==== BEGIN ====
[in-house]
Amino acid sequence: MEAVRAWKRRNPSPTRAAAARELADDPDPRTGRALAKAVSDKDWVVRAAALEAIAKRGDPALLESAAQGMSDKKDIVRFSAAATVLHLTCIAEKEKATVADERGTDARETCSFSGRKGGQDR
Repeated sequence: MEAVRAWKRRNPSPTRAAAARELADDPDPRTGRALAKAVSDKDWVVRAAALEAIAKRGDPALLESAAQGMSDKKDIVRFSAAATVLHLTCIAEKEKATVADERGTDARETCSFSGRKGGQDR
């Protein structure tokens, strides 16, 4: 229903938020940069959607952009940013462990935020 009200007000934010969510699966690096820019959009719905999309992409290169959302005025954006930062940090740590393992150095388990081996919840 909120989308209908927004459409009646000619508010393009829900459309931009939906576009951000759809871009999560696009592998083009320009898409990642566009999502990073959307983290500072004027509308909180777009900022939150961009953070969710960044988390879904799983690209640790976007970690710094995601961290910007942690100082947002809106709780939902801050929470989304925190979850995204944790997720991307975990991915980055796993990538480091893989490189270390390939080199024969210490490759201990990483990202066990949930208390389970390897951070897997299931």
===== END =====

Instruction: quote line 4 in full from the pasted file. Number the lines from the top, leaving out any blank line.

């Protein structure tokens, strides 16, 4: 229903938020940069959607952009940013462990935020 009200007000934010969510699966690096820019959009719905999309992409290169959302005025954006930062940090740590393992150095388990081996919840 909120989308209908927004459409009646000619508010393009829900459309931009939906576009951000759809871009999560696009592998083009320009898409990642566009999502990073959307983290500072004027509308909180777009900022939150961009953070969710960044988390879904799983690209640790976007970690710094995601961290910007942690100082947002809106709780939902801050929470989304925190979850995204944790997720991307975990991915980055796993990538480091893989490189270390390939080199024969210490490759201990990483990202066990949930208390389970390897951070897997299931």